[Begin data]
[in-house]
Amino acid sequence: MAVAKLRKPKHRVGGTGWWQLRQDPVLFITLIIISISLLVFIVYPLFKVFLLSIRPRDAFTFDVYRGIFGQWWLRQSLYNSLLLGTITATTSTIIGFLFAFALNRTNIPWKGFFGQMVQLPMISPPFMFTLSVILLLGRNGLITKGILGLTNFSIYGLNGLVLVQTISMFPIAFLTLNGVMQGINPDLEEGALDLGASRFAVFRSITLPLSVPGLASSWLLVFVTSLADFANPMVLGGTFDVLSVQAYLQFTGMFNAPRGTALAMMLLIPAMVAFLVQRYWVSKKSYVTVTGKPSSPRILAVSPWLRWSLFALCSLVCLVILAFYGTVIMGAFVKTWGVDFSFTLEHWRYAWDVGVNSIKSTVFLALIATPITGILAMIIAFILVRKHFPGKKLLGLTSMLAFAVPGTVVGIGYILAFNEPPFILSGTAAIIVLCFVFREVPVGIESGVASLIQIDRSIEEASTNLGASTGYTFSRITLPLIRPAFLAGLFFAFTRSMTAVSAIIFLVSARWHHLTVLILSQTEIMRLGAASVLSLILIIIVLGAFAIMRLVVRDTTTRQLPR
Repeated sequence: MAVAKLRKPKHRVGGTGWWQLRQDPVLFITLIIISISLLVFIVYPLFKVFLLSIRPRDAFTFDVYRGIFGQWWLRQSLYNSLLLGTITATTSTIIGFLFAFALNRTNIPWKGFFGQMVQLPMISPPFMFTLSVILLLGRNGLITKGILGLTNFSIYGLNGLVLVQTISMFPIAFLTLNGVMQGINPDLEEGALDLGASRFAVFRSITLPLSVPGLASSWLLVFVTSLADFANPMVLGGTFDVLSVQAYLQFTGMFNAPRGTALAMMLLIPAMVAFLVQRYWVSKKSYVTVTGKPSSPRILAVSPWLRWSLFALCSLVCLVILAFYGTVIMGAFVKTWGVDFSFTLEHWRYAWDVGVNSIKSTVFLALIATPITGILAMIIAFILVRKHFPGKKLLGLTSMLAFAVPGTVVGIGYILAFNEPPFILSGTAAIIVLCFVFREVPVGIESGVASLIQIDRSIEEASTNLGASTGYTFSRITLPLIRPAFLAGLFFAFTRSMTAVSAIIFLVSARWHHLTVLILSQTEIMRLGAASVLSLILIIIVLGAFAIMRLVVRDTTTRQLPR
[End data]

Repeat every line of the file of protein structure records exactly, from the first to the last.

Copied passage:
[in-house]
Amino acid sequence: MAVAKLRKPKHRVGGTGWWQLRQDPVLFITLIIISISLLVFIVYPLFKVFLLSIRPRDAFTFDVYRGIFGQWWLRQSLYNSLLLGTITATTSTIIGFLFAFALNRTNIPWKGFFGQMVQLPMISPPFMFTLSVILLLGRNGLITKGILGLTNFSIYGLNGLVLVQTISMFPIAFLTLNGVMQGINPDLEEGALDLGASRFAVFRSITLPLSVPGLASSWLLVFVTSLADFANPMVLGGTFDVLSVQAYLQFTGMFNAPRGTALAMMLLIPAMVAFLVQRYWVSKKSYVTVTGKPSSPRILAVSPWLRWSLFALCSLVCLVILAFYGTVIMGAFVKTWGVDFSFTLEHWRYAWDVGVNSIKSTVFLALIATPITGILAMIIAFILVRKHFPGKKLLGLTSMLAFAVPGTVVGIGYILAFNEPPFILSGTAAIIVLCFVFREVPVGIESGVASLIQIDRSIEEASTNLGASTGYTFSRITLPLIRPAFLAGLFFAFTRSMTAVSAIIFLVSARWHHLTVLILSQTEIMRLGAASVLSLILIIIVLGAFAIMRLVVRDTTTRQLPR
Repeated sequence: MAVAKLRKPKHRVGGTGWWQLRQDPVLFITLIIISISLLVFIVYPLFKVFLLSIRPRDAFTFDVYRGIFGQWWLRQSLYNSLLLGTITATTSTIIGFLFAFALNRTNIPWKGFFGQMVQLPMISPPFMFTLSVILLLGRNGLITKGILGLTNFSIYGLNGLVLVQTISMFPIAFLTLNGVMQGINPDLEEGALDLGASRFAVFRSITLPLSVPGLASSWLLVFVTSLADFANPMVLGGTFDVLSVQAYLQFTGMFNAPRGTALAMMLLIPAMVAFLVQRYWVSKKSYVTVTGKPSSPRILAVSPWLRWSLFALCSLVCLVILAFYGTVIMGAFVKTWGVDFSFTLEHWRYAWDVGVNSIKSTVFLALIATPITGILAMIIAFILVRKHFPGKKLLGLTSMLAFAVPGTVVGIGYILAFNEPPFILSGTAAIIVLCFVFREVPVGIESGVASLIQIDRSIEEASTNLGASTGYTFSRITLPLIRPAFLAGLFFAFTRSMTAVSAIIFLVSARWHHLTVLILSQTEIMRLGAASVLSLILIIIVLGAFAIMRLVVRDTTTRQLPR